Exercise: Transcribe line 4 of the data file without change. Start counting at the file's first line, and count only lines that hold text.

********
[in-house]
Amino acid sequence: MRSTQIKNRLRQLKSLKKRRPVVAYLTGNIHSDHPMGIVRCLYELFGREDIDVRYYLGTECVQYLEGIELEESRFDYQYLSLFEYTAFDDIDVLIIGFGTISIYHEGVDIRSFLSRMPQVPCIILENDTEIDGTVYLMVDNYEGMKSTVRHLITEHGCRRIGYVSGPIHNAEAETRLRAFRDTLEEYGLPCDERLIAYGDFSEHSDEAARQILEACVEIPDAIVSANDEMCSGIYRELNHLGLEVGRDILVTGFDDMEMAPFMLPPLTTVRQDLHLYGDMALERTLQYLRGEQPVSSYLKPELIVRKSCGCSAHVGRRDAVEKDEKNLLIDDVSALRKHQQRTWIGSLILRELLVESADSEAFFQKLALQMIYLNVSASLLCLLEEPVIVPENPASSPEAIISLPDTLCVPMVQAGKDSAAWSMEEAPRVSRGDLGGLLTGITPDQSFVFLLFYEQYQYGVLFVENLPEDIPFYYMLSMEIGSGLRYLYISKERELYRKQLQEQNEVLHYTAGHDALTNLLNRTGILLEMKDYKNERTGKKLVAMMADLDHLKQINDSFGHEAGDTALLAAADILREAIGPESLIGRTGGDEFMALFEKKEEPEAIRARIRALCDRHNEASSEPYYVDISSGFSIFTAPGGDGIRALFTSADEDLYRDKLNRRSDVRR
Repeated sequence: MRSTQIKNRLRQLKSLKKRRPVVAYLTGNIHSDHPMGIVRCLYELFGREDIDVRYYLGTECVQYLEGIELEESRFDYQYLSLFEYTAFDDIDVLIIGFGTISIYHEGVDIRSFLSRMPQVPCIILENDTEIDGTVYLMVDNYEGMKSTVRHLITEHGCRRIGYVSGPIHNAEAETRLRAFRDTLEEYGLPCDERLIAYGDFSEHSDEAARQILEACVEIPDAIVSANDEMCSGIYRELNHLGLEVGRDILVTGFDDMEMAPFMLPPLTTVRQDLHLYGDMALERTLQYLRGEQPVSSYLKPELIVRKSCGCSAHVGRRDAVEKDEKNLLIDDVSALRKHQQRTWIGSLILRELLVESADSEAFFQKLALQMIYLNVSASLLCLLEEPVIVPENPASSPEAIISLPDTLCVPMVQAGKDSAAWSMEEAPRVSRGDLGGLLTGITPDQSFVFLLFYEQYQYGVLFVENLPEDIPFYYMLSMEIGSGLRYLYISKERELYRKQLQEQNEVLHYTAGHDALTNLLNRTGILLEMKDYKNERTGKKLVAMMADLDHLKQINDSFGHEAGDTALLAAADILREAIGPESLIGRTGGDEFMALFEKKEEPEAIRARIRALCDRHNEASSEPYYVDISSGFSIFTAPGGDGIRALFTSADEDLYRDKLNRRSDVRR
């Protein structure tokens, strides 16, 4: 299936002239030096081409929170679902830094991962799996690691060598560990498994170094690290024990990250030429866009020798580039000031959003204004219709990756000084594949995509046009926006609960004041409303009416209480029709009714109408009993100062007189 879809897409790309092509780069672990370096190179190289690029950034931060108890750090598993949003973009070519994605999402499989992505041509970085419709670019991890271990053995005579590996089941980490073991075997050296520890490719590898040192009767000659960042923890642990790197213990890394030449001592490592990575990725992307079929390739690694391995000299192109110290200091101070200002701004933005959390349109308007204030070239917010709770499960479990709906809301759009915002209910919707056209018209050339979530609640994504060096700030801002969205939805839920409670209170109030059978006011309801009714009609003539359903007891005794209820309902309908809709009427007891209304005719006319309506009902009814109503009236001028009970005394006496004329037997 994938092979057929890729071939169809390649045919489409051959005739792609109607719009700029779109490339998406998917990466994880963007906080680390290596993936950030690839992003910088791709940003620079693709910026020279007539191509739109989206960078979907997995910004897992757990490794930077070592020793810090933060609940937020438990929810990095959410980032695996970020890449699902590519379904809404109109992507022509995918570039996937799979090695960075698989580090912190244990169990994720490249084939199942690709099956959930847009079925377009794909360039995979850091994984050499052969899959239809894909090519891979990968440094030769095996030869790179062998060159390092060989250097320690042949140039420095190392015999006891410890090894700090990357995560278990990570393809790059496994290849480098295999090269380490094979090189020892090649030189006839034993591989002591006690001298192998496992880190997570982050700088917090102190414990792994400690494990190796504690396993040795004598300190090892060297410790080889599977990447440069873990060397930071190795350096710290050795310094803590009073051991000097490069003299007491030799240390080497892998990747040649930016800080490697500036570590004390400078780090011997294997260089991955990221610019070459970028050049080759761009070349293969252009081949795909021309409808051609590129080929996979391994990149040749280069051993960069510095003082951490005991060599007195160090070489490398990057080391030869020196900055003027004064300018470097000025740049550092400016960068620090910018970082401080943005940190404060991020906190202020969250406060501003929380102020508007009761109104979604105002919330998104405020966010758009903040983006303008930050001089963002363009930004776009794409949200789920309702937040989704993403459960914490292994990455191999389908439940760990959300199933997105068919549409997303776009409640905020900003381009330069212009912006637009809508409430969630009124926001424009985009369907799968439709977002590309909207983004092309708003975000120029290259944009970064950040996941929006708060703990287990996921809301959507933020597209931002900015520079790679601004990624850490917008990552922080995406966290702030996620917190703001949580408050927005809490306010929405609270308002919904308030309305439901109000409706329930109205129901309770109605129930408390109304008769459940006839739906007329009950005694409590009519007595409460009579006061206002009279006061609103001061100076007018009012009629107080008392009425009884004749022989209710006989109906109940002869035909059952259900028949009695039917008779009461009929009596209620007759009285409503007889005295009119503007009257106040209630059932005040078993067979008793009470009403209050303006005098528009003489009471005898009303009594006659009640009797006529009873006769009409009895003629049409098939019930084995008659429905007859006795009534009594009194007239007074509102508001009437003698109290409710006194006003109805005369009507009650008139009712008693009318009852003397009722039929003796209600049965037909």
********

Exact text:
């Protein structure tokens, strides 16, 4: 299936002239030096081409929170679902830094991962799996690691060598560990498994170094690290024990990250030429866009020798580039000031959003204004219709990756000084594949995509046009926006609960004041409303009416209480029709009714109408009993100062007189 879809897409790309092509780069672990370096190179190289690029950034931060108890750090598993949003973009070519994605999402499989992505041509970085419709670019991890271990053995005579590996089941980490073991075997050296520890490719590898040192009767000659960042923890642990790197213990890394030449001592490592990575990725992307079929390739690694391995000299192109110290200091101070200002701004933005959390349109308007204030070239917010709770499960479990709906809301759009915002209910919707056209018209050339979530609640994504060096700030801002969205939805839920409670209170109030059978006011309801009714009609003539359903007891005794209820309902309908809709009427007891209304005719006319309506009902009814109503009236001028009970005394006496004329037997 994938092979057929890729071939169809390649045919489409051959005739792609109607719009700029779109490339998406998917990466994880963007906080680390290596993936950030690839992003910088791709940003620079693709910026020279007539191509739109989206960078979907997995910004897992757990490794930077070592020793810090933060609940937020438990929810990095959410980032695996970020890449699902590519379904809404109109992507022509995918570039996937799979090695960075698989580090912190244990169990994720490249084939199942690709099956959930847009079925377009794909360039995979850091994984050499052969899959239809894909090519891979990968440094030769095996030869790179062998060159390092060989250097320690042949140039420095190392015999006891410890090894700090990357995560278990990570393809790059496994290849480098295999090269380490094979090189020892090649030189006839034993591989002591006690001298192998496992880190997570982050700088917090102190414990792994400690494990190796504690396993040795004598300190090892060297410790080889599977990447440069873990060397930071190795350096710290050795310094803590009073051991000097490069003299007491030799240390080497892998990747040649930016800080490697500036570590004390400078780090011997294997260089991955990221610019070459970028050049080759761009070349293969252009081949795909021309409808051609590129080929996979391994990149040749280069051993960069510095003082951490005991060599007195160090070489490398990057080391030869020196900055003027004064300018470097000025740049550092400016960068620090910018970082401080943005940190404060991020906190202020969250406060501003929380102020508007009761109104979604105002919330998104405020966010758009903040983006303008930050001089963002363009930004776009794409949200789920309702937040989704993403459960914490292994990455191999389908439940760990959300199933997105068919549409997303776009409640905020900003381009330069212009912006637009809508409430969630009124926001424009985009369907799968439709977002590309909207983004092309708003975000120029290259944009970064950040996941929006708060703990287990996921809301959507933020597209931002900015520079790679601004990624850490917008990552922080995406966290702030996620917190703001949580408050927005809490306010929405609270308002919904308030309305439901109000409706329930109205129901309770109605129930408390109304008769459940006839739906007329009950005694409590009519007595409460009579006061206002009279006061609103001061100076007018009012009629107080008392009425009884004749022989209710006989109906109940002869035909059952259900028949009695039917008779009461009929009596209620007759009285409503007889005295009119503007009257106040209630059932005040078993067979008793009470009403209050303006005098528009003489009471005898009303009594006659009640009797006529009873006769009409009895003629049409098939019930084995008659429905007859006795009534009594009194007239007074509102508001009437003698109290409710006194006003109805005369009507009650008139009712008693009318009852003397009722039929003796209600049965037909």